Thursday 15 December 2016

What is acute bronchitis?

Part 1 of 9

What is acute bronchitis?

Your bronchial tubes are responsible for delivering air to your lungs. When these tubes become inflamed, mucus can build up. The coughing and shortness of breath this causes is known as bronchitis. Acute bronchitis usually occurs due to a viral chest infection. Several types of viruses can cause it. Approximately 5 percent of adults report having acute bronchitis annually, and acute bronchitis is the ninth most common reason why adults visit their doctors.

It’s important to distinguish acute bronchitis from chronic bronchitis. Acute bronchitis usually lasts less than 10 days. However, the coughing can continue for several weeks while the inflammation is clearing. Chronic bronchitis, on the other hand, can last for several weeks and usually comes back. This is more common in people with asthma or emphysema.

Acute bronchitis could be contagious if the virus that causes it is contagious.

Part 2 of 9

Symptoms of acute bronchitis


The symptoms of acute bronchitis aren’t specific. They mimic symptoms of other conditions, such as:

    chronic cough
    chronic bronchitis
    postnasal drip

Therefore, acute bronchitis must always be diagnosed by a doctor.

Common symptoms of acute bronchitis include:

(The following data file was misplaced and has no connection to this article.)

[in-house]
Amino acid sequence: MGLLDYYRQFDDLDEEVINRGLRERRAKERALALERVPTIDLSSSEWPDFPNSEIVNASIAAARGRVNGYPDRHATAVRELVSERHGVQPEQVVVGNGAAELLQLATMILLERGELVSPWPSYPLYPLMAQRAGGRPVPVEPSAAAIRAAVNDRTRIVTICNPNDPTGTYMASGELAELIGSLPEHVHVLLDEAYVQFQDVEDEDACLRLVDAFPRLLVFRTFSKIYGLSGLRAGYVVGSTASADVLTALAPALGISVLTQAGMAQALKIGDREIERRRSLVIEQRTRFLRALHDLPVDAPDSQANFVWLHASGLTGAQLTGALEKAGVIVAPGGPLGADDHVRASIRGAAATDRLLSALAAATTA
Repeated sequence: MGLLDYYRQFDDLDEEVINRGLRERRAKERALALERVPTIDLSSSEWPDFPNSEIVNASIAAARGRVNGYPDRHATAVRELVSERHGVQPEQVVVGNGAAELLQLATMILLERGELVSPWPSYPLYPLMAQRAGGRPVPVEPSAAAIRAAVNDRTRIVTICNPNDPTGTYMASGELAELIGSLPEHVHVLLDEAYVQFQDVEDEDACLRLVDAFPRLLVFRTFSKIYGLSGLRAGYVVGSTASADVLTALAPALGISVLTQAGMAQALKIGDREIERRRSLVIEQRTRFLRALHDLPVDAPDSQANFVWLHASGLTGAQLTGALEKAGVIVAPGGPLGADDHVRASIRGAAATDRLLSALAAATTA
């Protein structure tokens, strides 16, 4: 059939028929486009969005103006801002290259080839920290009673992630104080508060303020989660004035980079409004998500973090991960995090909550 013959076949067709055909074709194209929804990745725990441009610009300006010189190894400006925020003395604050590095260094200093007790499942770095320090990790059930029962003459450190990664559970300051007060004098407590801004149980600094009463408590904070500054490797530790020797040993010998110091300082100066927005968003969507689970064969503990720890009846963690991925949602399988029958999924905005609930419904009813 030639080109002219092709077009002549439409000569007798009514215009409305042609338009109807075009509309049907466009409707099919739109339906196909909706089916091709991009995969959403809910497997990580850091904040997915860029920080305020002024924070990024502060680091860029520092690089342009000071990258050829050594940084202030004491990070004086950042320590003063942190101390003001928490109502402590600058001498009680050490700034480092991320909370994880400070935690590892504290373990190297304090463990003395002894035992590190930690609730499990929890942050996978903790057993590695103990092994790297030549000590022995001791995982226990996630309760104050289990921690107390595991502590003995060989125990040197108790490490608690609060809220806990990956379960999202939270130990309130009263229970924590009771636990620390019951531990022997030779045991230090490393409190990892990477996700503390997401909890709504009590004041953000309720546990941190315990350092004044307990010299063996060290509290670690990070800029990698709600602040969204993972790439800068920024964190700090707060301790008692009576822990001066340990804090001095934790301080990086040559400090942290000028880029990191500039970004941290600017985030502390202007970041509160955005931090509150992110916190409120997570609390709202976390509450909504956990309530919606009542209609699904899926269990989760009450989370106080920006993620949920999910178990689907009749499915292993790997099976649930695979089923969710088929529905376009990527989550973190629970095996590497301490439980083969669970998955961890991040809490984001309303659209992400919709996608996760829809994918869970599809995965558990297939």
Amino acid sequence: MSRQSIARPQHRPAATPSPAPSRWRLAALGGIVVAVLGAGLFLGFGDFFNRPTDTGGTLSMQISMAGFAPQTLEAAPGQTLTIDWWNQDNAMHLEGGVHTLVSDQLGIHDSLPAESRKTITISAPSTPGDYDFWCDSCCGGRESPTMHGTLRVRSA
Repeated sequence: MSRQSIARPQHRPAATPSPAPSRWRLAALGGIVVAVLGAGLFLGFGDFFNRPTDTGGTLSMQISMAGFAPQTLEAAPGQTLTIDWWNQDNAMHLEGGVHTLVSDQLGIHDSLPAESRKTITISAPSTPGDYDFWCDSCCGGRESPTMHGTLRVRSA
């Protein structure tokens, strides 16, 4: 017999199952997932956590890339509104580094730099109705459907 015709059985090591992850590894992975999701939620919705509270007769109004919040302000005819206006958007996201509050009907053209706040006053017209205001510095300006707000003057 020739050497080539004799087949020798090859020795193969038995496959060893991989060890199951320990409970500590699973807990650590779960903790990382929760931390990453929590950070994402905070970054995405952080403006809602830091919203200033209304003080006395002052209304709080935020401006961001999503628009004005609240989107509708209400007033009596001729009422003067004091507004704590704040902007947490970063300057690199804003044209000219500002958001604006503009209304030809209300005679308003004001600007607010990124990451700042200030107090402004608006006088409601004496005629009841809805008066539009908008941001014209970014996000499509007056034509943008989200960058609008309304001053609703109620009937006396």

a cough, which may continue beyond 10 days and contain clear or colored mucus
    shortness of breath
    a low-grade fever or a high fever may be an indication of a secondary infection such as pneumonia
    chest pain
    chest tightness
    a sore throat from persistent coughing

Children with acute bronchitis may experience:

    a runny nose
    back pain
    muscle pain
    a sore throat

If you experience any of the following symptoms, call your doctor:

    unexplained weight loss
    a deep, barking cough
    difficulty breathing
    chest pain
    a fever of 100.4°F (38°C) or higher
    a cough that last more than 10 days

Part 3 of 9

Causes of acute bronchitis


The most common cause of acute bronchitis is a lower respiratory viral infection. Both the common cold and influenza can lead to acute bronchitis. In rare cases, the bacterium that causes whooping cough can also cause acute bronchitis. This bacterium is called Bordetella pertussis.

Part 4 of 9

Risk factors for acute bronchitis

Risk Factors

While anyone can develop acute bronchitis, certain risk factors can make you more likely to get it.

Risk factors for acute bronchitis include:

    inhaling cigarette smoke, including secondhand smoke